Almost 40% of obese Hispanic children and adolescents are estimated to have non-alcoholic fatty liver disease (NAFLD). Very few studies have examined the efficacy of treatment strategies for reducing elevated liver fat (ELF), with no studies in Hispanic children and adolescents. Consequently, there are no specific guidelines for treating pediatric NAFLD or reducing ELF other than general advice for weight loss. In addition, a recent genome-wide association study in adults identified a variant in the PNPLA3 gene as a novel factor explaining increased liver fat in Hispanics, but there are no studies that have evaluated the efficacy of treatments for ELF as a function of PNPLA3 genotype. In preliminary data, we show that obese Hispanic children and adolescents who carry the GG genotype of PNPLA3: a) have > 2-fold higher liver fat compared to CC and CG individuals; and b) are more susceptible to liver fat accumulation in the context of high dietary sugar. This latter finding fit with a recently published study in mice and our current, though limited, understanding of the function and regulation of PNPLA3. Taken together, these observations suggest that different dietary strategies may have differential effects on reducing liver fat, depending on PNPLA3 genotype. Therefore, our overall objective is to identify novel interventions that target the mechanism of fat deposition in liver rather than rely on weight loss, which is typically difficult o achieve and challenging to sustain. We therefore propose to conduct a randomized trial to test the efficacy of dietary sugar reduction for improving liver fat content in obese Hispanic children and adolescents and examine whether the effects of this approach vary by PNPLA3 genotype. We will recruit 120 Hispanics (10-18 years) with clinically diagnosed NAFLD and randomize them to 16-week interventions under weight stable conditions: 1) standard of care advice for healthy eating (control/placebo group); and 2) reduction of dietary sugars (treatment group). The following will be measured before and after intervention: total liver fat, liver fibrosis, visceraland subcutaneous abdominal adipose tissue volume by magnetic resonance imaging methods at 3 Tesla; total body fat by DEXA; plasma liver enzymes, fasting insulin, glucose, lipids, free fatty acids, and inflammatory markers, and insulin and glucose response to an oral glucose challenge. The hypotheses are: a) liver fat content and metabolic outcomes, such as lipids and inflammatory biomarkers, will show significantly greater improvements with sugar reduction relative to control; and b) greater benefits in liver fat reduction and metabolic outcomes will be observed in GG subjects relative to CC/CG individuals. These results will provide efficacy data for a novel treatment strategy for ELF in obese Hispanic children and adolescents and has the potential to impact personalized dietary recommendations for treatment and prevention of NAFLD in Hispanics, as a function of genetic predisposition.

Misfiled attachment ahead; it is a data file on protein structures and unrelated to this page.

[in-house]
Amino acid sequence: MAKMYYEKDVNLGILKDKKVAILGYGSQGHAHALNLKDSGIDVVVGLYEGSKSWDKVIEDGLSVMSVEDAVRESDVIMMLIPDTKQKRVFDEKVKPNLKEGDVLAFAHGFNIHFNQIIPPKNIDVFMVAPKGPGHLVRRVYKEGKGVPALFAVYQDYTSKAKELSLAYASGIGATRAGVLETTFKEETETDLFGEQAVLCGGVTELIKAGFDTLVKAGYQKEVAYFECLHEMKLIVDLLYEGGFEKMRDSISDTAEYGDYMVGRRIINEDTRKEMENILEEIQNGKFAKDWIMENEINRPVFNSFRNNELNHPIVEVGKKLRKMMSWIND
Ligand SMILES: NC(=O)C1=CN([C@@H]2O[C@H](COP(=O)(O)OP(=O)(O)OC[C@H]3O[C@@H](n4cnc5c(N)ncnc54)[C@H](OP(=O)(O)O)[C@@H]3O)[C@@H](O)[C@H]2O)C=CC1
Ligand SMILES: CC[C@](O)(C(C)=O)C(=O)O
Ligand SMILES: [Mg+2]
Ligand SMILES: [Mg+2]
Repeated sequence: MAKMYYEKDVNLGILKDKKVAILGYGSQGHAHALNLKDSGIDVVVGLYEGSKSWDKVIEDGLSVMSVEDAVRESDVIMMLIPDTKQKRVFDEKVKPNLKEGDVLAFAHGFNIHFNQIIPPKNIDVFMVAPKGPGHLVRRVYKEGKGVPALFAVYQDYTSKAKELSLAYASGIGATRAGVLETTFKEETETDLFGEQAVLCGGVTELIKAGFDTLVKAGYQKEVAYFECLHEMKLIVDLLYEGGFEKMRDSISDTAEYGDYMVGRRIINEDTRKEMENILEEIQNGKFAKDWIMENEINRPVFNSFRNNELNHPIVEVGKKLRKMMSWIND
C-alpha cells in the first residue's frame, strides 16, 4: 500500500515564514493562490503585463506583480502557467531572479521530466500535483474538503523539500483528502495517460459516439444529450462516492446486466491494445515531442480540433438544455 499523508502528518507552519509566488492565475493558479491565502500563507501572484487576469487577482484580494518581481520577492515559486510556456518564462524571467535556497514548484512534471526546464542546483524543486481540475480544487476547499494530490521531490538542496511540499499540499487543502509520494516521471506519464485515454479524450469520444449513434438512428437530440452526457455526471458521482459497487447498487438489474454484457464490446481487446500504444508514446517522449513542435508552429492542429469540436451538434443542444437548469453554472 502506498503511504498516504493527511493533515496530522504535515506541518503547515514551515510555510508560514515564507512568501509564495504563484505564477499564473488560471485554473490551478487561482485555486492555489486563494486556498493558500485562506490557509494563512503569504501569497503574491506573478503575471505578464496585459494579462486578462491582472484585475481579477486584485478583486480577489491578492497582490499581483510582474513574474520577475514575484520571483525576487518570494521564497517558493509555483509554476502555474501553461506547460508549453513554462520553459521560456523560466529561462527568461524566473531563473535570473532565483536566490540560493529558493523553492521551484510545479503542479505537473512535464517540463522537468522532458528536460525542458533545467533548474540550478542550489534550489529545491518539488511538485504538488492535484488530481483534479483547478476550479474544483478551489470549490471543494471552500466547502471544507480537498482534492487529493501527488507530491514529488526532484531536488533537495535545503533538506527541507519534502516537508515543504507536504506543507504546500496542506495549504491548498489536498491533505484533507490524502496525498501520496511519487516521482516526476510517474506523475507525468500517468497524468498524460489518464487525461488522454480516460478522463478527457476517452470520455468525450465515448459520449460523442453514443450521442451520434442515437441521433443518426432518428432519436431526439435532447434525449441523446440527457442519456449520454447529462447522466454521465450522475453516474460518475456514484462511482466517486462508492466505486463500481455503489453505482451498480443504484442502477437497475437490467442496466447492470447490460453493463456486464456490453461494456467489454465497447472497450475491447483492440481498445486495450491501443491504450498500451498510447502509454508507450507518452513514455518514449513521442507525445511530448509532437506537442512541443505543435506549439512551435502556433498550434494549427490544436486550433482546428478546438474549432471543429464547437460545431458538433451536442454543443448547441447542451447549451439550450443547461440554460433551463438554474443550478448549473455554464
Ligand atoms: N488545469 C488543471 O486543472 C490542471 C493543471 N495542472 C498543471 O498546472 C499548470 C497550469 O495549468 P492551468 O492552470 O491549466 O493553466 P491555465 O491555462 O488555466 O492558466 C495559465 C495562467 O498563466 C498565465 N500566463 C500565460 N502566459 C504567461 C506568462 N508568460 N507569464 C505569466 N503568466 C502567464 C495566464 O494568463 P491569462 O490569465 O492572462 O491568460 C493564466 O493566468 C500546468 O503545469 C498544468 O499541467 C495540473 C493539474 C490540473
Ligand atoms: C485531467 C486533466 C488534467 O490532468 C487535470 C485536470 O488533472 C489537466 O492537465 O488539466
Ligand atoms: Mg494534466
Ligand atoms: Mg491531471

Currently used strategies to reduce elevated liver fat (ELF) are inadequate to address this emerging public health problem. This is particularly relevant in Hispanics who are highly susceptible to ELF, in part due to genetic predisposition. This project will carry out a nutrigenetic intervention focused on reducing dietary sugar as an effective strategy to decreasing ELF in Hispanics. The results of this study could potentially impact personalized dietary recommendations for treating excess liver fat content as a function of genetic predisposition.